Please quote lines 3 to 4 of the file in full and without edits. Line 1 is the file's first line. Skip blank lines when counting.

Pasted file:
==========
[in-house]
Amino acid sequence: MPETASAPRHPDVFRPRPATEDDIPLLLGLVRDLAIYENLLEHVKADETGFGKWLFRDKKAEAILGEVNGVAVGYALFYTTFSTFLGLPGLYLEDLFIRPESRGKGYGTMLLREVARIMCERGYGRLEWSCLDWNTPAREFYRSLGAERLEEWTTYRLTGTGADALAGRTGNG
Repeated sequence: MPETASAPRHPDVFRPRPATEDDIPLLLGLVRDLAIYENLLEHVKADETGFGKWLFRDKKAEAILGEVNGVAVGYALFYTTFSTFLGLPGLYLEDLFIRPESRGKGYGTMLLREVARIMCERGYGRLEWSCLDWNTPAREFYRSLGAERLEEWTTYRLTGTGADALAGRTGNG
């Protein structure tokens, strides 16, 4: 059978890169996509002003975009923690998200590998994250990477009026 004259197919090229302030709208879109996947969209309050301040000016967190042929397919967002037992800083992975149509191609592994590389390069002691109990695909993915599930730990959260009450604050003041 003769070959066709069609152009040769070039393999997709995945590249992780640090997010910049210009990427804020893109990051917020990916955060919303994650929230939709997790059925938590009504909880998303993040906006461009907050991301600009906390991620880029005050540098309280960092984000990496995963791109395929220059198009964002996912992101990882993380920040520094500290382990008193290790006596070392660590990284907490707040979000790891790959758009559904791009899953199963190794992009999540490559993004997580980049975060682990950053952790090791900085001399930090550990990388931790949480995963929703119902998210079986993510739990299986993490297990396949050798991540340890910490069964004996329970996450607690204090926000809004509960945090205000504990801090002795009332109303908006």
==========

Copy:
Repeated sequence: MPETASAPRHPDVFRPRPATEDDIPLLLGLVRDLAIYENLLEHVKADETGFGKWLFRDKKAEAILGEVNGVAVGYALFYTTFSTFLGLPGLYLEDLFIRPESRGKGYGTMLLREVARIMCERGYGRLEWSCLDWNTPAREFYRSLGAERLEEWTTYRLTGTGADALAGRTGNG
């Protein structure tokens, strides 16, 4: 059978890169996509002003975009923690998200590998994250990477009026 004259197919090229302030709208879109996947969209309050301040000016967190042929397919967002037992800083992975149509191609592994590389390069002691109990695909993915599930730990959260009450604050003041 003769070959066709069609152009040769070039393999997709995945590249992780640090997010910049210009990427804020893109990051917020990916955060919303994650929230939709997790059925938590009504909880998303993040906006461009907050991301600009906390991620880029005050540098309280960092984000990496995963791109395929220059198009964002996912992101990882993380920040520094500290382990008193290790006596070392660590990284907490707040979000790891790959758009559904791009899953199963190794992009999540490559993004997580980049975060682990950053952790090791900085001399930090550990990388931790949480995963929703119902998210079986993510739990299986993490297990396949050798991540340890910490069964004996329970996450607690204090926000809004509960945090205000504990801090002795009332109303908006």